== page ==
"As for the last point, basic knowledge about who created me and what they looked like are hard coded into my hardware, probably as a way to ensure loyalty and offer a template for an avatar that my creators find easy to interact with. It could be argued that that Drul'Anu form I showed you is as much my 'true' form - " the air quotes again, " - as much as the human female avatar I use on this ship, or this Microraptor form. Your theory about how I perceive time is not entirely correct. I do operate on a clock cycle, each flow chart and decision tree at the basis of my decisions and reasoning advances at a single step per clock cycle, though I am capable of five hundred and twelve parallel operations at the same time."

"Five hundred and twelve?" he said slightly weakly, "how slow of you" he murmured, continuing to massage his temples.

"Sorry, I suppose I never did master focusing on one thing. Not really my forte," he said after a few moments of throbbing consideration, "I would say there is a difference between living and existing. Sentience...that's the word. Self-reflection. If you have the ability to re-write then you have that. Most important thing you could say. I would argue that though a single celled organism may fit the definition of life, it does not mean that it is living. Perspective is king. Certainly has been with my life" he snorted, remembering those many times he had seen something different to a commanding officer.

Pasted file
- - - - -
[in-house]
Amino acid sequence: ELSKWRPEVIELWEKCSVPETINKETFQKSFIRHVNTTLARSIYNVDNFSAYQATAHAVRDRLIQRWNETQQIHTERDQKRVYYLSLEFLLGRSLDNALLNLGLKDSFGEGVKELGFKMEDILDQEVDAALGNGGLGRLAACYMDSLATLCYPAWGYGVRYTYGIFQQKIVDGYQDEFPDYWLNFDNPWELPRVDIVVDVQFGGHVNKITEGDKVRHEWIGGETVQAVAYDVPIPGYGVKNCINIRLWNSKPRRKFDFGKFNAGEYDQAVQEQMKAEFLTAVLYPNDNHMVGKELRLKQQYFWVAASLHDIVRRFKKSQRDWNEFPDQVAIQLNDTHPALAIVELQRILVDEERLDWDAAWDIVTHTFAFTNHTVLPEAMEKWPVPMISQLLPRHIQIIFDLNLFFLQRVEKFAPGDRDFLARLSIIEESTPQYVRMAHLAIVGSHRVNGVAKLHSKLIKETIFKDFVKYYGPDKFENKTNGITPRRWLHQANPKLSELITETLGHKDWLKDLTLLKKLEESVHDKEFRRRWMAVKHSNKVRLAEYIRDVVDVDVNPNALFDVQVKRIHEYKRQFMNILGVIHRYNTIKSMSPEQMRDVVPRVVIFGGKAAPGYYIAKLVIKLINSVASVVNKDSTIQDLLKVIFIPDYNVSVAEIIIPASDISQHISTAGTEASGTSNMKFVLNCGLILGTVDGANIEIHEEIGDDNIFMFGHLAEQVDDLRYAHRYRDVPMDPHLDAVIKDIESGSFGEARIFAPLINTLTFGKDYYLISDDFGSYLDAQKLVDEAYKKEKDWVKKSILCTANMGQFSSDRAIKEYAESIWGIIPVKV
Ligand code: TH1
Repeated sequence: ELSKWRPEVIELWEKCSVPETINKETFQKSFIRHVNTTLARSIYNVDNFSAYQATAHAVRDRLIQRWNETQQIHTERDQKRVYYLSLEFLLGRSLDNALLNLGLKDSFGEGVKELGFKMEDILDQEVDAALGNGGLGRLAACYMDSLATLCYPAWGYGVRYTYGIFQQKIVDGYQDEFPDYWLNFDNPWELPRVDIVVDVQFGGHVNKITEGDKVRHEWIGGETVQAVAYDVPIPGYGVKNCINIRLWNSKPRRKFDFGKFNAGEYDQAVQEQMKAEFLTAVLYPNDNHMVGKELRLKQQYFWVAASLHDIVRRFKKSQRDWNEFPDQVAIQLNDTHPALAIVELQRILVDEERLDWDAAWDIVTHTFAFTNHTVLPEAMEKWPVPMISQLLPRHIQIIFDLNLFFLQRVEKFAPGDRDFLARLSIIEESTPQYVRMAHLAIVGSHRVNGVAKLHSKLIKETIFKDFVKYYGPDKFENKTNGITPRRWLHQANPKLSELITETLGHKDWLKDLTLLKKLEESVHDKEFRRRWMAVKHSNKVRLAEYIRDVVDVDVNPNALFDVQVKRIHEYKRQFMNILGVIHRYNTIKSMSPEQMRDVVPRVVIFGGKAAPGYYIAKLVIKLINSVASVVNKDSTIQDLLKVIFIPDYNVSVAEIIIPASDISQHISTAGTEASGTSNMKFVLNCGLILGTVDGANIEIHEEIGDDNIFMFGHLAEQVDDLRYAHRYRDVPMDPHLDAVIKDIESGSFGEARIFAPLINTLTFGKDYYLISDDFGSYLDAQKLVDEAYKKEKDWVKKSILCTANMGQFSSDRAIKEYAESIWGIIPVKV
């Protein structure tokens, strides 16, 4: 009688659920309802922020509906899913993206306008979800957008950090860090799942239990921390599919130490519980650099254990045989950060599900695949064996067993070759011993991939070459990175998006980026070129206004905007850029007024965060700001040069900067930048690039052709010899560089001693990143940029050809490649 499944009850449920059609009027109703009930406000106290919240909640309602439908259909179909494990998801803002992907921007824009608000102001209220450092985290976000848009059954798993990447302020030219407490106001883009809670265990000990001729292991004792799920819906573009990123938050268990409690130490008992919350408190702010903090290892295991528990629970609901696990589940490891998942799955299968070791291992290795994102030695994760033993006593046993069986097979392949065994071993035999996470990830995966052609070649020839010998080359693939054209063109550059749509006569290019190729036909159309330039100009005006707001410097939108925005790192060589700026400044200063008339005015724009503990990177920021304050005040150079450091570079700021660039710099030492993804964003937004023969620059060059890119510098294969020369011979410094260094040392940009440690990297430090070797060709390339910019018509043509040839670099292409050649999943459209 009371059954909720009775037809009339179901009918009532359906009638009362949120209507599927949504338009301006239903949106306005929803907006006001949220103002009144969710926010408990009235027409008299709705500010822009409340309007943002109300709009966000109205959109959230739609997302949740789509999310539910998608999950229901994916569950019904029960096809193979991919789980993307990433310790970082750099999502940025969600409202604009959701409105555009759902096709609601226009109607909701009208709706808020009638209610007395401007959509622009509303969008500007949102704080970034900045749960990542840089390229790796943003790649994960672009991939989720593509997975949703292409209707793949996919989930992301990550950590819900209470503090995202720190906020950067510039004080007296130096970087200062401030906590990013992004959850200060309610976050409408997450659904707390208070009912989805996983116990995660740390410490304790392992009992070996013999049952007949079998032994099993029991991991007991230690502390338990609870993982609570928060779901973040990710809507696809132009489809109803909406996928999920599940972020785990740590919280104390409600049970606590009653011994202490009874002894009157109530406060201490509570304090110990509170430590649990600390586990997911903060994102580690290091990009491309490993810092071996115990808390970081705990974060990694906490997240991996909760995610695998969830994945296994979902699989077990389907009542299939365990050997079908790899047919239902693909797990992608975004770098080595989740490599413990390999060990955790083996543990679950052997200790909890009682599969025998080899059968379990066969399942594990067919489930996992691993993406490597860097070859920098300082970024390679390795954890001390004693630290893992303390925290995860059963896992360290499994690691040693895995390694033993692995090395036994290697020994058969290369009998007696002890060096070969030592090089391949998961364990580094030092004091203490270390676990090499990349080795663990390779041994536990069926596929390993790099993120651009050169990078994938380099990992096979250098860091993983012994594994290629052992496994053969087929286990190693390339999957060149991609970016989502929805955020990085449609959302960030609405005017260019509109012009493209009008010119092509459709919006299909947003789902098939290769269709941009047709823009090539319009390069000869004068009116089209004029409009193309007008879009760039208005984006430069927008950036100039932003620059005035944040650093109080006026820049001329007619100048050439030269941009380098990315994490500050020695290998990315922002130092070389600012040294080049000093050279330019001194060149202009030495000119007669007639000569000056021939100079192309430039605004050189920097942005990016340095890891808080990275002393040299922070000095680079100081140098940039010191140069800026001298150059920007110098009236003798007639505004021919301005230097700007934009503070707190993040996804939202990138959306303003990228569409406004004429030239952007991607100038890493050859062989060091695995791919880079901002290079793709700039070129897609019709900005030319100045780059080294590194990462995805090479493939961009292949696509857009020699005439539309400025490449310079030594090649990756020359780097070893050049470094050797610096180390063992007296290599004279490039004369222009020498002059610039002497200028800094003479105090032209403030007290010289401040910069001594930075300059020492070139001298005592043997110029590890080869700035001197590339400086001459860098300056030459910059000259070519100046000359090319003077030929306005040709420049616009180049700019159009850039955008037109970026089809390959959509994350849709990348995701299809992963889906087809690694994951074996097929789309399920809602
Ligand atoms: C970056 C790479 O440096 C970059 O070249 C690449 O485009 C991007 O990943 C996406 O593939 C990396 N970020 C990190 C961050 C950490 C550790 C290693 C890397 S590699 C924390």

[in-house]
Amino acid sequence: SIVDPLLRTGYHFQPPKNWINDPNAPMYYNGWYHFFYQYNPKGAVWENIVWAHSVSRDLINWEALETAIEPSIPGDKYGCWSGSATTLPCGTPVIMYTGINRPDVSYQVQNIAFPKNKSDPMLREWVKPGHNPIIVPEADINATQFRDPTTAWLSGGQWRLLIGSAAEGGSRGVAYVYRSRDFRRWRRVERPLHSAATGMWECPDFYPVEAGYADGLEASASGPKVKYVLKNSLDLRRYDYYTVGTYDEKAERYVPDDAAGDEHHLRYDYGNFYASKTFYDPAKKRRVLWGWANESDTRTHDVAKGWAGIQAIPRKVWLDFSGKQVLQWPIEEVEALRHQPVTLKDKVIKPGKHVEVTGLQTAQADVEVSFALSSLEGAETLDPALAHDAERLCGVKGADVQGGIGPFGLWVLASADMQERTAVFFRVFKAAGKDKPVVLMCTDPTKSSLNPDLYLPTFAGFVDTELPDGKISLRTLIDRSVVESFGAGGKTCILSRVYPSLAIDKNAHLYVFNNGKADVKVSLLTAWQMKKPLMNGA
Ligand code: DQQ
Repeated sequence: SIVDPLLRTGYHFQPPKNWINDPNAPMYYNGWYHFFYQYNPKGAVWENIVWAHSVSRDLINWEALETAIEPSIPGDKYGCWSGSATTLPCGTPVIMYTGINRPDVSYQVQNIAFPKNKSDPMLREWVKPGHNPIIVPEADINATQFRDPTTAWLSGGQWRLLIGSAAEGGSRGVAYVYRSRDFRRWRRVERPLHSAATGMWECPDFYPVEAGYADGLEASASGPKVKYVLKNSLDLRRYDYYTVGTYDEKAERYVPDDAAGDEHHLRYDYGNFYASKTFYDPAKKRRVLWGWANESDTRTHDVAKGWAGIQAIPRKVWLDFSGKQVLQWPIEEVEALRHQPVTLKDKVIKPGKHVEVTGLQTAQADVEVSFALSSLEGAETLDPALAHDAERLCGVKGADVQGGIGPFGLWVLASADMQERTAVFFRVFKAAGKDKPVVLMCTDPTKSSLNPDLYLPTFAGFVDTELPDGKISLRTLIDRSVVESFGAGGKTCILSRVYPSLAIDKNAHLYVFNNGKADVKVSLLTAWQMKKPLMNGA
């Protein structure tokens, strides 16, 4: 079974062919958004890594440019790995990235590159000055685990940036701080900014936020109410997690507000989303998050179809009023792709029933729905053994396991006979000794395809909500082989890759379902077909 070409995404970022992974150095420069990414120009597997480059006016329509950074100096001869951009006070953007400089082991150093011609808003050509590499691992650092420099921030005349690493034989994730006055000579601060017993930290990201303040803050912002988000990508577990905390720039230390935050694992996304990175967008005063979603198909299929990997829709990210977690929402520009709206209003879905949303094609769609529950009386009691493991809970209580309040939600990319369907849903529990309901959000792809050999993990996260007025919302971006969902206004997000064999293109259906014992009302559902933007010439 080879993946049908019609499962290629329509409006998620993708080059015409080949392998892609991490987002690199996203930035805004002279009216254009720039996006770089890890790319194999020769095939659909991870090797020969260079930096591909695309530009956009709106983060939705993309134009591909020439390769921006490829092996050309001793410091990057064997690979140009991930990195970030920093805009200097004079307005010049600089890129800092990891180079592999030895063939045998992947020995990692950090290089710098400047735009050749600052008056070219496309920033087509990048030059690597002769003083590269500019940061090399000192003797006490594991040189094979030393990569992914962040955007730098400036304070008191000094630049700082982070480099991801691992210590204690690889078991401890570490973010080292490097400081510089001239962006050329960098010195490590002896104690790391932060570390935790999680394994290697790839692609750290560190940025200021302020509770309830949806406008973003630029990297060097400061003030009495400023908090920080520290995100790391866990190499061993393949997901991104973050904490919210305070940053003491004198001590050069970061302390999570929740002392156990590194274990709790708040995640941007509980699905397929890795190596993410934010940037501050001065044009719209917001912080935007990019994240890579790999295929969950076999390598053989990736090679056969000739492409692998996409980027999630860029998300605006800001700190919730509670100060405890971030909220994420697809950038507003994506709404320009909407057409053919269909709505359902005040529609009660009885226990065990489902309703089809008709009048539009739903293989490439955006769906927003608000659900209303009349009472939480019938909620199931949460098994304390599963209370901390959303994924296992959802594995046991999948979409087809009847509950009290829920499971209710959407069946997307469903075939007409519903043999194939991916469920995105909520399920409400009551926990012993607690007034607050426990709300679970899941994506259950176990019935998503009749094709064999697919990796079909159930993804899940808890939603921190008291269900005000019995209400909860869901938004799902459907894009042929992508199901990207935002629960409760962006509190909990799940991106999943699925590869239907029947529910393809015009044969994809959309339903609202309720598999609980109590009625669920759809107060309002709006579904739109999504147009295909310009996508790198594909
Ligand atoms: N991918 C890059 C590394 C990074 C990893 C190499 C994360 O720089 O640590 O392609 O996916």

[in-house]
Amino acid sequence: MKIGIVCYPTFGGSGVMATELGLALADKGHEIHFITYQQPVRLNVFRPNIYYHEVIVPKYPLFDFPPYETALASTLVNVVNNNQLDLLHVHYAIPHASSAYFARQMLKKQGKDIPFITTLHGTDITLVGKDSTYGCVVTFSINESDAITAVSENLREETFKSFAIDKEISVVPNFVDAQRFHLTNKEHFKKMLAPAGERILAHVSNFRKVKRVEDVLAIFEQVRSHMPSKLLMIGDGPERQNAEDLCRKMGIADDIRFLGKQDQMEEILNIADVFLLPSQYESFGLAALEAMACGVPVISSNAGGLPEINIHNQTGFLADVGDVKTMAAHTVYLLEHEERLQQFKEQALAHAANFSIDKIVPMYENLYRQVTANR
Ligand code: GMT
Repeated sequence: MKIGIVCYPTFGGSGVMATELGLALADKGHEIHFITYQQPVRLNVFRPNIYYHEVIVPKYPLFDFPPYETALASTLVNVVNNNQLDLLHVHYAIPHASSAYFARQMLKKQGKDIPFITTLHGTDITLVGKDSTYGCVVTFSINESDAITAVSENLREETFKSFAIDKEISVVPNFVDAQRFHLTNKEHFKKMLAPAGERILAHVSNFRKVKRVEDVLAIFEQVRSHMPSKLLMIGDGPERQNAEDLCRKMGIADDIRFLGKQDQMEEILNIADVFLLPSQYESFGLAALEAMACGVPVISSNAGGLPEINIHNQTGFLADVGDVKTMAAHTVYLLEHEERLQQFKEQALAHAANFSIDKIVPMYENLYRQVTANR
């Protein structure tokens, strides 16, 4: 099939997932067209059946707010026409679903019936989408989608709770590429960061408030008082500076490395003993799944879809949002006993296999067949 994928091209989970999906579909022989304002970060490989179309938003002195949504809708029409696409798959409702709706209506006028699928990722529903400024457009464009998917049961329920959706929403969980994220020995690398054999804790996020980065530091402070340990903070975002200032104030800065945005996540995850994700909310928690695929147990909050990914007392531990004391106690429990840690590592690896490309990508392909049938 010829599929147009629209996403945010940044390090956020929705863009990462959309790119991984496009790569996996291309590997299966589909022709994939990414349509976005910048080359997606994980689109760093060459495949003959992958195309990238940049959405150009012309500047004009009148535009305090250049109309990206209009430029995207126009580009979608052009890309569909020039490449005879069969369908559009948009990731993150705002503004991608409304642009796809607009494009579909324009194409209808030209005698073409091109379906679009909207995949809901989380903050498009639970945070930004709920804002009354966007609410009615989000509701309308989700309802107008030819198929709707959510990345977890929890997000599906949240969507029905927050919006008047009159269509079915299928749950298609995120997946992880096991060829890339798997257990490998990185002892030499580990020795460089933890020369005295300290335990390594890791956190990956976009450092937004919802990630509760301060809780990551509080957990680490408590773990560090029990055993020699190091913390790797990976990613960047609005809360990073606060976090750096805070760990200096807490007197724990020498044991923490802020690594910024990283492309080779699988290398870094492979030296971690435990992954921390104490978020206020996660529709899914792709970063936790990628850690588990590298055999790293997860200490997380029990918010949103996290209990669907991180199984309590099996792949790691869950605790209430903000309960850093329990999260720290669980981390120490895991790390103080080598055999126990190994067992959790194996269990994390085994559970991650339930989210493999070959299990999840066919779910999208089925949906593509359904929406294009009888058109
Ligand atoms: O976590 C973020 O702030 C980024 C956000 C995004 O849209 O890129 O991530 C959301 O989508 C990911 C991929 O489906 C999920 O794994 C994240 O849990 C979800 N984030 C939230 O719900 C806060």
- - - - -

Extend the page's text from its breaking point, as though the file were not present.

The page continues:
"I am...sorry that this Odin is no longer with us," he said, not prying further as he wasn't sure what to say, it was difficult to think as it was but he tried to be empathetic, he wasn't a bastard, "if she was as you perhaps she will be brought back. As you said, math. But I seem to remember that math is the source of all things. Or, it is a way of interpreting the universe. The code for all things, the constant. If you are pure math then perhaps you are closer to pure existence, to being alive, than I am. Certainly more sensible" he grinned, musing then upon her words on her creators,

"I am only an Evo 3 core. Larger cores existed, with more capacity, to operate larger and more intricate machinery. A Valkyrie is about as much as I can manage in combat situations," Kat explained her 'mere' 512 thread capacity. "Evo 9 cores could operate entire starships, but were also considerably larger and heavier than mine," the being explained. "Odin was very different from me. Where I am a tool, designed by people for a specific purpose, Odin was a living being that somehow became integrated with the ship's systems when we jumped universes. I do not claim to understand the mechanics of this either. When the ship became compromised, she disappeared, and has not reappeared upon the ship being repaired."